Accretive: AG’s Latest Allegations Are “Simply Wrong”

Accretive Health moved to dismiss an amended lawsuit filed last month, which accuses the company of overly-aggressive debt-collection tactics and includes sworn statements from hospital patients.

Chicago-based Accretive Health, Inc., is again defending itself against allegations that it broke privacy and debt-collection laws while under contract with Fairview Health Services—stating that Minnesota’s Attorney General is “just plain wrong” and her lawsuit should be thrown out.

Attorney General Lori Swanson sued Accretive in January, accusing the company of violating privacy laws after corporate laptops containing confidential data for Fairview Health Services and North Memorial Health Care patients were stolen.

In a multi-volume report released in April, Swanson leveled new allegations against the company, claiming that it imposed quotas on hospital staff to collect money from patients—sometimes before treatment was provided. The report accused Accretive of using tactics “commonly utilized in high-pressure, boiler-room-style sales atmospheres.”

Accretive has repeatedly denied those allegations and in May asked that Swanson’s original lawsuit be dismissed.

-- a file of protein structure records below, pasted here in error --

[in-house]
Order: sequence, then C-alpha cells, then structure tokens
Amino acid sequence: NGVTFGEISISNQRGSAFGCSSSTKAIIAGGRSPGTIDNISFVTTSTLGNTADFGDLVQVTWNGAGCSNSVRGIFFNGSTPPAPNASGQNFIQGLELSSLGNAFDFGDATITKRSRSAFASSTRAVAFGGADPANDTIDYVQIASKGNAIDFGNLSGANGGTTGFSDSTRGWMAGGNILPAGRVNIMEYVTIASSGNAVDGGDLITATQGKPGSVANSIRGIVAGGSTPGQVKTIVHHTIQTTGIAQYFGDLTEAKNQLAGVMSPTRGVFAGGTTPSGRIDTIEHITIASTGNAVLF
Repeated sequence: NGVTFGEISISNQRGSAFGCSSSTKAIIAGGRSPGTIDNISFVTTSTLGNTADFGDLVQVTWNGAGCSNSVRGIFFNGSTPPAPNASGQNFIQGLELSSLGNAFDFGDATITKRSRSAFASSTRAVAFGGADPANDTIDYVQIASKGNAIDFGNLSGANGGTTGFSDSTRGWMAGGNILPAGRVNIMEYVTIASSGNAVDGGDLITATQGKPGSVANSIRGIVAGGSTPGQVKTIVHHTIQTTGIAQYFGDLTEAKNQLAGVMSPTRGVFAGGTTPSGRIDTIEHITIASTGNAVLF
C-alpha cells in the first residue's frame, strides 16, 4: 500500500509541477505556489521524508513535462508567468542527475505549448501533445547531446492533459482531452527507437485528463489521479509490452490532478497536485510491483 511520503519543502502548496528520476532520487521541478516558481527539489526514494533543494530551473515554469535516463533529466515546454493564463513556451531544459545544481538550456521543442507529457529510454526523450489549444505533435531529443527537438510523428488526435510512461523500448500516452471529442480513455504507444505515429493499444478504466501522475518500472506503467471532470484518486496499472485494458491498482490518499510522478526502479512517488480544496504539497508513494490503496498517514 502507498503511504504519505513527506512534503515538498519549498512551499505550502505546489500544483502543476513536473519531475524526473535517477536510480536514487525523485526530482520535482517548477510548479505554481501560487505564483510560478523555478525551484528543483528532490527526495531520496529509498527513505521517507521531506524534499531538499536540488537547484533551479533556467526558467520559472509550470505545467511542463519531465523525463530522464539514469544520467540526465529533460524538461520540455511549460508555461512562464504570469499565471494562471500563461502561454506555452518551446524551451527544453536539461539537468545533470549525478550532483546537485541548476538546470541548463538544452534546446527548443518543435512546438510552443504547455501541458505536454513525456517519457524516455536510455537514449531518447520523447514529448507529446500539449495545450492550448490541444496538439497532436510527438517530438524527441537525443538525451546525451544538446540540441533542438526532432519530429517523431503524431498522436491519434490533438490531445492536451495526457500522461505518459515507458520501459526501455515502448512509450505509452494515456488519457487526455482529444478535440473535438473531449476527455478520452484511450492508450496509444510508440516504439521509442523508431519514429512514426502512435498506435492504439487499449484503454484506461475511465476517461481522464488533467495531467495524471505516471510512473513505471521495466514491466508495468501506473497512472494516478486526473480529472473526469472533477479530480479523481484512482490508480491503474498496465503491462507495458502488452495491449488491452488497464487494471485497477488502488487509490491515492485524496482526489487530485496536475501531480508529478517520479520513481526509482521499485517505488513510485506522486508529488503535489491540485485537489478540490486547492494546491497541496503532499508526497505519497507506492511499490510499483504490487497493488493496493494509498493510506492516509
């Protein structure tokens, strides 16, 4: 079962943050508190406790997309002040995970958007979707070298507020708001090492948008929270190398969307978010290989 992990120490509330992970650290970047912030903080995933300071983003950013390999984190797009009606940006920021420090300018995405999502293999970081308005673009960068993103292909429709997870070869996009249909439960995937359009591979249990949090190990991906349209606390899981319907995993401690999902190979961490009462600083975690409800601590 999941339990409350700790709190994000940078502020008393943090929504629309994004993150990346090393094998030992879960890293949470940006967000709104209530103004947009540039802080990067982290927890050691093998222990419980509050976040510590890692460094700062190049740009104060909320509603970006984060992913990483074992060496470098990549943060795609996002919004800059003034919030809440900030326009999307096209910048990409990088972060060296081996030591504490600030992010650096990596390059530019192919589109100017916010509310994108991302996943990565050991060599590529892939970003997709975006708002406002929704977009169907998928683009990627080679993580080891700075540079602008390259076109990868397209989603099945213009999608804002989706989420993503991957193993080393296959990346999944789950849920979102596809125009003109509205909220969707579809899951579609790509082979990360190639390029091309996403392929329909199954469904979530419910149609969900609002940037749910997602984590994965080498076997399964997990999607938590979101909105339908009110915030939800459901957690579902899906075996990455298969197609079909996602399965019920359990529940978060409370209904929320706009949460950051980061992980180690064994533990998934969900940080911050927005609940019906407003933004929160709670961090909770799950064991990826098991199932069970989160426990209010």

Then last month, Swanson amended her original lawsuit against the company, adding in the accusations raised in the April report and tacking on a series of sworn statements from hospital patients who claim to be victims of the improper collection tactics.

Accretive has now moved to dismiss that amended complaint, arguing that it fails to raise a new issue for the court to consider, according to a report by the Pioneer Press.

In its court filing, Accretive said that many of the lawsuit’s “so-called ‘facts’ are simply wrong,” adding that they “amount to a rehashing of allegations already publicized by the Attorney General as a part of her ongoing media campaign against Accretive Health,” the Pioneer Press reported.

Following the release of Swanson’s April report, Fairview cut ties with Accretive and subsequently chose not to renew the contract of CEO Mark Eustis, who, according to a report by the Star Tribune, was instrumental in the hiring of Accretive.

In its motion to have Swanson’s amended lawsuit dismissed, Accretive reportedly argued that none of the patients whose statements appear in the suit were asked for payments by Accretive employees; rather, each one “complains about practices at Fairview hospitals.”